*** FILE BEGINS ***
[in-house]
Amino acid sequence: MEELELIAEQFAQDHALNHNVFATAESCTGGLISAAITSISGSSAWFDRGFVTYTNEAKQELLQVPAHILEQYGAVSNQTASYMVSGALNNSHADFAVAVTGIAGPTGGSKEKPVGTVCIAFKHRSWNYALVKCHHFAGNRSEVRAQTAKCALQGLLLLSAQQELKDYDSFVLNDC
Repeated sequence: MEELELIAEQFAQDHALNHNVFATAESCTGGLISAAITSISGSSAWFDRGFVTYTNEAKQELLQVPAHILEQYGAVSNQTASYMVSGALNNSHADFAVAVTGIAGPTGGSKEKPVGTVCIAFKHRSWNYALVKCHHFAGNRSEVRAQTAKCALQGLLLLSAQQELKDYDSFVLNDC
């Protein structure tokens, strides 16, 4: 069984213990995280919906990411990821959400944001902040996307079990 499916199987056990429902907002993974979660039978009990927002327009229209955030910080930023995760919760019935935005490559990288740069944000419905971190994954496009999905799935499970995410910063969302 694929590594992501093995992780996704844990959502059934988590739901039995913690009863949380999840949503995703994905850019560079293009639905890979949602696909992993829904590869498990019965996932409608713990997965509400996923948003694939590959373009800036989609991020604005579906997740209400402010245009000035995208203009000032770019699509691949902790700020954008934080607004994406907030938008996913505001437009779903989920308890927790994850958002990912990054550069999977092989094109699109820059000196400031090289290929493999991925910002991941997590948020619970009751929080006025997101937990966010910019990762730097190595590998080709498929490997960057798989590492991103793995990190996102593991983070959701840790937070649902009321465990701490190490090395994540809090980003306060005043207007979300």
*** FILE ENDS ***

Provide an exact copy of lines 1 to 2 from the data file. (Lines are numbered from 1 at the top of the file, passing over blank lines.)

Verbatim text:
[in-house]
Amino acid sequence: MEELELIAEQFAQDHALNHNVFATAESCTGGLISAAITSISGSSAWFDRGFVTYTNEAKQELLQVPAHILEQYGAVSNQTASYMVSGALNNSHADFAVAVTGIAGPTGGSKEKPVGTVCIAFKHRSWNYALVKCHHFAGNRSEVRAQTAKCALQGLLLLSAQQELKDYDSFVLNDC